Lenders and vendors are under intense pressure to survive in today’s current mortgage environment. Products and services that were in great demand just a couple of years ago have almost completely evaporated. Lenders have had to dramatically adapt to these market conditions by changing their product mix, origination process, underwriting guidelines, valuations and funding to produce saleable and profitable loans. Servicers have had to shift focus to loss mitigation, loan modifications, short sales, REOs and foreclosures to remain viable. In addition, the current regulatory environment is constantly changing and adding significant pressure to the entire mortgage process.
Lenders and servicers are not alone in feeling the pressure. Vendors are frantically working to respond to these challenging times by rolling out new products, realigning development efforts and creating strategic partnerships to meet the new demands while striving to remain compliant.
They are faced with tough questions, such as: Do our current products have enough flexibility to be modified or do we need to develop new solutions from scratch? Are these new products long-term solutions that have sustainable revenue models or are they just a quick fix that has a short shelf life? What types of products and services will lenders and servicers invest in during these market conditions?
While we would all agree that properly managing costs, having appropriate budgets and being fiscally responsible is vital to the success of an organization, a culture of constantly cutting costs over a prolonged period of time can have a negative impact on your business. These conditions have created a cost cutting environment that is primarily focused on survival. When this takes place, lenders, servicers and vendors are often so focused on cutting cost that they stop innovating, they miss out on current opportunities and often cut the programs that would drive top line growth.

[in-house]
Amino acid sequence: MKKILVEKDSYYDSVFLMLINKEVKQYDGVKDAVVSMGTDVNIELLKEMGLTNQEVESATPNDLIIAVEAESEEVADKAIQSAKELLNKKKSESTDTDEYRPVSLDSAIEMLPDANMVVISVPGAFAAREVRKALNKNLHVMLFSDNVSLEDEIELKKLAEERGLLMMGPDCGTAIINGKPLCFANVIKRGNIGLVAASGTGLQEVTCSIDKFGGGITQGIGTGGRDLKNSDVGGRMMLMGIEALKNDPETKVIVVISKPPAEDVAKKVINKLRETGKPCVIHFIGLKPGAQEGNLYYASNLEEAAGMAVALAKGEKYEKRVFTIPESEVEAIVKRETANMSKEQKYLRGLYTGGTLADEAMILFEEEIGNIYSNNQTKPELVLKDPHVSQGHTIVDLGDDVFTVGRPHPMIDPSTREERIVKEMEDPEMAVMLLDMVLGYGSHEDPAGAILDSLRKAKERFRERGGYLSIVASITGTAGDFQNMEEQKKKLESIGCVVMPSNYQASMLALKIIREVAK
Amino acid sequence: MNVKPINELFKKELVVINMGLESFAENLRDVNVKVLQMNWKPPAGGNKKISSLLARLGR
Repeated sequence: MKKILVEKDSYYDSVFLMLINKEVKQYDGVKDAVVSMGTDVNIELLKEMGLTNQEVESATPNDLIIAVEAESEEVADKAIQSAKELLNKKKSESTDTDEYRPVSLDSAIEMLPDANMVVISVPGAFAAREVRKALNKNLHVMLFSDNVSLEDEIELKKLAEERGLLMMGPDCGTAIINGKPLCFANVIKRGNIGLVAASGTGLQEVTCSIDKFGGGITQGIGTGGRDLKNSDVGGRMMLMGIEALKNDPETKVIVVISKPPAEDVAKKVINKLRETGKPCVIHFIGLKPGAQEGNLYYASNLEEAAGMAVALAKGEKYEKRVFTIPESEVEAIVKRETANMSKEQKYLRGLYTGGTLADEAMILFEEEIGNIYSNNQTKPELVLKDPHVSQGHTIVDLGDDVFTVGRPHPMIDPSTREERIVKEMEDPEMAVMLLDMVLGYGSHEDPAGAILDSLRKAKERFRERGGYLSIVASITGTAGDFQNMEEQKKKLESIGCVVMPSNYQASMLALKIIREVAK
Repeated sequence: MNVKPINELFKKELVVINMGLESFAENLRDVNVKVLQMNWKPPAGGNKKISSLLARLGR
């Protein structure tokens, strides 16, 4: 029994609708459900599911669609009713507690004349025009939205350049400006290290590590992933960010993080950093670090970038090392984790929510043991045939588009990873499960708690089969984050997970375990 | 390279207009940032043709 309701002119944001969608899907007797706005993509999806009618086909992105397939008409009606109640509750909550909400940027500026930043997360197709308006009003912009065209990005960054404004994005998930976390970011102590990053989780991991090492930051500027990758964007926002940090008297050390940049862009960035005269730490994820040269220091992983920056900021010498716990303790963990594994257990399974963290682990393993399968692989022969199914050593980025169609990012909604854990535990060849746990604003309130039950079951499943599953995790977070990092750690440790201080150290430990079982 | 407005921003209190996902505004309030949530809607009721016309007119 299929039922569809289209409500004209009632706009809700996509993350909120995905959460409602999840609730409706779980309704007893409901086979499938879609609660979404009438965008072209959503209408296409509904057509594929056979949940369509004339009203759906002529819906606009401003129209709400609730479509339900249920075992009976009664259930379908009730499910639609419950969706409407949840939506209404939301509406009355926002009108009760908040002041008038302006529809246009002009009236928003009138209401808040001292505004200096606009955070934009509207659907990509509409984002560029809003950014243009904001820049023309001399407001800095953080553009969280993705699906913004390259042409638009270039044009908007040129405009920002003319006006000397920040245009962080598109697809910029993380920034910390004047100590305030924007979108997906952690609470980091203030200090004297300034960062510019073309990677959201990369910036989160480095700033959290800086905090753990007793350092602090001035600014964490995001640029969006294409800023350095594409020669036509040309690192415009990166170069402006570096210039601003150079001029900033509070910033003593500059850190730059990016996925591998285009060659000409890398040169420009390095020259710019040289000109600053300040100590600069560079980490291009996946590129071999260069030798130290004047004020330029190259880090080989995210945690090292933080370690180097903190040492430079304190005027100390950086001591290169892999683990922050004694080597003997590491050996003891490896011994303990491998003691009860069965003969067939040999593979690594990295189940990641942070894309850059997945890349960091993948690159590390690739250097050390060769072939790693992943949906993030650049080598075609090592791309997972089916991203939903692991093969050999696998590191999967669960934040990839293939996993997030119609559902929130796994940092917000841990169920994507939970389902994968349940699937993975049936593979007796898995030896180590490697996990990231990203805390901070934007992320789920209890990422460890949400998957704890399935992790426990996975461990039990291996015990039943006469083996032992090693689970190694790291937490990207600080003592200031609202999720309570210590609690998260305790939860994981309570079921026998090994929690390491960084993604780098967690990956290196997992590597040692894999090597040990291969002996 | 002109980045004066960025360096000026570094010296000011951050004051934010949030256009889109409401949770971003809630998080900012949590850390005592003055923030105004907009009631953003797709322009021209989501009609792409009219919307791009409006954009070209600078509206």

“Many companies think of an economic downturn as a time to tighten belts and safeguard cash reserves. The executive mindset becomes survival, not growth – the bunker mentality. The irony is that this leaves a company in a vulnerable position organizationally and in the marketplace. The path to success in a down-market is to swim upstream,” said Jim Pinto.
The result of all of this the creation of a scarcity mindset that doesn’t benefit anyone. Richard Spoon, the CEO of ArchPoint Consulting put it this way when he pointed out that “organizations try to save their way to prosperity. Take the newspaper industry, for example. Many newspaper companies essentially killed their products through savings. They saved themselves right out of business.
“Think about what allowed Microsoft and Apple to compete. Microsoft wouldn’t share code. Apple would,” he continued. “Microsoft had a scarcity mentality. Apple had an abundance mentality. Which one do you believe put the biggest dent in the universe? The equation of investment versus expense is always there. Ask yourself these questions: When do I spend ahead of the market and when do I manage to cost? Do I believe for every dollar I put into business development that I can garner $2 or more?
A person with a scarcity mentality doesn’t invest in the business. They hoard cash. A person who comes from an abundance mentality believes the pie can get bigger. They don’t believe it’s possible to save their way to prosperity. Instead, they believe in growing the way to prosperity, according to Richard Spoon.
Attempting to save your way to prosperity will ultimately lead to your demise. Continually cutting costs eventually impacts the quality of your product and service. There is a point at which a dollar of savings produces $5 in lost sales. Customers reach a point at which the service just isn’t worth what they’re paying for. In the scarcity mindset, many people believe getting the most value from vendors or employees means paying the lowest price — just as giving the most value to the customer means being the cheapest in the marketplace, but that’s the wrong approach.